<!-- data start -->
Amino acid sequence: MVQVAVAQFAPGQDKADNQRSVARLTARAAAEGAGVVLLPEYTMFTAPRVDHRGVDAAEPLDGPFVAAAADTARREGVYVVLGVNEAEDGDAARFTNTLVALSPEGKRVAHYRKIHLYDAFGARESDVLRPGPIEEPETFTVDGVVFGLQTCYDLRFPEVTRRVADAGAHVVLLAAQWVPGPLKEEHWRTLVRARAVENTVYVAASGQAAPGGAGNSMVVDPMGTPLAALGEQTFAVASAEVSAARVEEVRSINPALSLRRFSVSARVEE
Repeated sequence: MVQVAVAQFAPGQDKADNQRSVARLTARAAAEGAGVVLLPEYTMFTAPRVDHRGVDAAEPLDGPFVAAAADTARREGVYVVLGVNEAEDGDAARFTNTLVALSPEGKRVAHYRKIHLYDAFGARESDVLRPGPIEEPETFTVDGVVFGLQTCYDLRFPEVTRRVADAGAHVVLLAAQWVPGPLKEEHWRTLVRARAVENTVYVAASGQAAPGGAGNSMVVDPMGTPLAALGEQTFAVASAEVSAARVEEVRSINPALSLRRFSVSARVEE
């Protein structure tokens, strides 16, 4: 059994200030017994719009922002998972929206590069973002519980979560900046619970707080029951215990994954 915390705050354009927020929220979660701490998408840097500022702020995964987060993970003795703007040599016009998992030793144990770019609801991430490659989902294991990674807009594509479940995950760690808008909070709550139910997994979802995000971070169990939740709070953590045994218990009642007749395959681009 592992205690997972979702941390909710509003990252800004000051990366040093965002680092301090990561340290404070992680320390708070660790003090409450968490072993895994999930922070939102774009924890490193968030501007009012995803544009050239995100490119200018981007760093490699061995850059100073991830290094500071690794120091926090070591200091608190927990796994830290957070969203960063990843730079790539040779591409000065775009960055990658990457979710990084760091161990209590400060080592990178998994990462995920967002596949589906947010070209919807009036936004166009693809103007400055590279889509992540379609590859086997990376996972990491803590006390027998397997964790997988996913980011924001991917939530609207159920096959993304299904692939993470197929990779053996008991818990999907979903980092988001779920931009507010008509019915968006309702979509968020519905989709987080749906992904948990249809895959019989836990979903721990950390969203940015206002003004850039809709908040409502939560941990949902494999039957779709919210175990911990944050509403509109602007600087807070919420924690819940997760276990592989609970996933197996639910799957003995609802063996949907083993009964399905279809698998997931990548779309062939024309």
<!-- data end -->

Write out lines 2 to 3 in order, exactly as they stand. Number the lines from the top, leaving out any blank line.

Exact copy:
Repeated sequence: MVQVAVAQFAPGQDKADNQRSVARLTARAAAEGAGVVLLPEYTMFTAPRVDHRGVDAAEPLDGPFVAAAADTARREGVYVVLGVNEAEDGDAARFTNTLVALSPEGKRVAHYRKIHLYDAFGARESDVLRPGPIEEPETFTVDGVVFGLQTCYDLRFPEVTRRVADAGAHVVLLAAQWVPGPLKEEHWRTLVRARAVENTVYVAASGQAAPGGAGNSMVVDPMGTPLAALGEQTFAVASAEVSAARVEEVRSINPALSLRRFSVSARVEE
């Protein structure tokens, strides 16, 4: 059994200030017994719009922002998972929206590069973002519980979560900046619970707080029951215990994954 915390705050354009927020929220979660701490998408840097500022702020995964987060993970003795703007040599016009998992030793144990770019609801991430490659989902294991990674807009594509479940995950760690808008909070709550139910997994979802995000971070169990939740709070953590045994218990009642007749395959681009 592992205690997972979702941390909710509003990252800004000051990366040093965002680092301090990561340290404070992680320390708070660790003090409450968490072993895994999930922070939102774009924890490193968030501007009012995803544009050239995100490119200018981007760093490699061995850059100073991830290094500071690794120091926090070591200091608190927990796994830290957070969203960063990843730079790539040779591409000065775009960055990658990457979710990084760091161990209590400060080592990178998994990462995920967002596949589906947010070209919807009036936004166009693809103007400055590279889509992540379609590859086997990376996972990491803590006390027998397997964790997988996913980011924001991917939530609207159920096959993304299904692939993470197929990779053996008991818990999907979903980092988001779920931009507010008509019915968006309702979509968020519905989709987080749906992904948990249809895959019989836990979903721990950390969203940015206002003004850039809709908040409502939560941990949902494999039957779709919210175990911990944050509403509109602007600087807070919420924690819940997760276990592989609970996933197996639910799957003995609802063996949907083993009964399905279809698998997931990548779309062939024309």